Exertional Leg Pain and Erectile Dysfunction

A 58-year-old man with a past medical history of hypertension, hyperlipidemia, and poorly controlled diabetes mellitus presents to the cardiology clinic complaining of sexual dysfunction. Patient is a 50 pack-year smoker but denies alcohol and illicit drug use. His family history is significant for a mother with multiple sclerosis and hyperlipidemia. He states he has not been able to produce an erection for a few months and prior to that, his erections were insufficiently rigid. He was seen by his primary care physician 6 months ago complaining of reduced exercise capacity due to pain in his thighs and buttocks. At that time, he was taken off his atorvastatin with little improvement in his symptoms. The patient has no symptoms at rest, but in the office, his pain is reproduced after walking 50 yards on a treadmill and unchanged when increasing the incline. Recent laboratory work demonstrates an elevated creatinine of 1.7 mg/dL (baseline ~1.0), glycohemoglobin 10.7%, hemoglobin 10.2 g/dL, and creatinine kinase 45 U/L. On physical exam, femoral and peripheral pulses are difficult to palpate and did not change during proactive maneuvers, such as dorsiflexion and plantar flexion. Lower extremity reflexes are intact, muscle strength and tone are normal, and straight leg raise is negative bilaterally. Patient endorses mildly diminished sensation to light touch on bottom of his feet. Right and left ankle-brachial index (ABI) values at rest are 0.59 on the right and 0.63 on the left, and with exertion are 0.50 and 0.51, respectively. Pulse volume recording showed a blunted waveform amplitude, and loss of dicrotic notch bilaterally at high thigh, low thigh, calf, and ankle.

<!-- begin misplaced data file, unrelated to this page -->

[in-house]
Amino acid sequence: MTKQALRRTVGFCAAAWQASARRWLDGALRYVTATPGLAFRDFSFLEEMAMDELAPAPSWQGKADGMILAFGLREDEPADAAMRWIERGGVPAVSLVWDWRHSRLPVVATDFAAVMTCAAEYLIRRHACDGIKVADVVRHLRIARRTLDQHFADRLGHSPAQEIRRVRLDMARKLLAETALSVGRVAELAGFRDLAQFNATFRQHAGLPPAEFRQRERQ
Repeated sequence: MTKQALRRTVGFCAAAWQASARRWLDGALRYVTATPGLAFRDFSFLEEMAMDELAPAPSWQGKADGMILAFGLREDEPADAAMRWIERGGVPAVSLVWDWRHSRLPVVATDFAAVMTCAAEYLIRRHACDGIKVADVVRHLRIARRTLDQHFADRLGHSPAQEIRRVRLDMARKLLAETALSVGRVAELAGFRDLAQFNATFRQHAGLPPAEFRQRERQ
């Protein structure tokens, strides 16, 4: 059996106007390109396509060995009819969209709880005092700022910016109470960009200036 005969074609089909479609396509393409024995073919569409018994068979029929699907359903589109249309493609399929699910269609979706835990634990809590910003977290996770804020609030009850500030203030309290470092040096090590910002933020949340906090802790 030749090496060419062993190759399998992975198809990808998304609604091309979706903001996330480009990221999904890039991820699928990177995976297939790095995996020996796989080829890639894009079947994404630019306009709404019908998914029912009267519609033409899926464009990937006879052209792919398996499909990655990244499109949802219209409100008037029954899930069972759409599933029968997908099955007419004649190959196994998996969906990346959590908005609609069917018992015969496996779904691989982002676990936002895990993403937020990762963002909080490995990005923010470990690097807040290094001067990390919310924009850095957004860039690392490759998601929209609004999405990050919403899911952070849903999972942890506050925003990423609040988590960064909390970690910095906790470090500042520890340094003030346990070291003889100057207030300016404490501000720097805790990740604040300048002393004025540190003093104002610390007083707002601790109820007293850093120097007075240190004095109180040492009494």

What is the most likely diagnosis for this patient?

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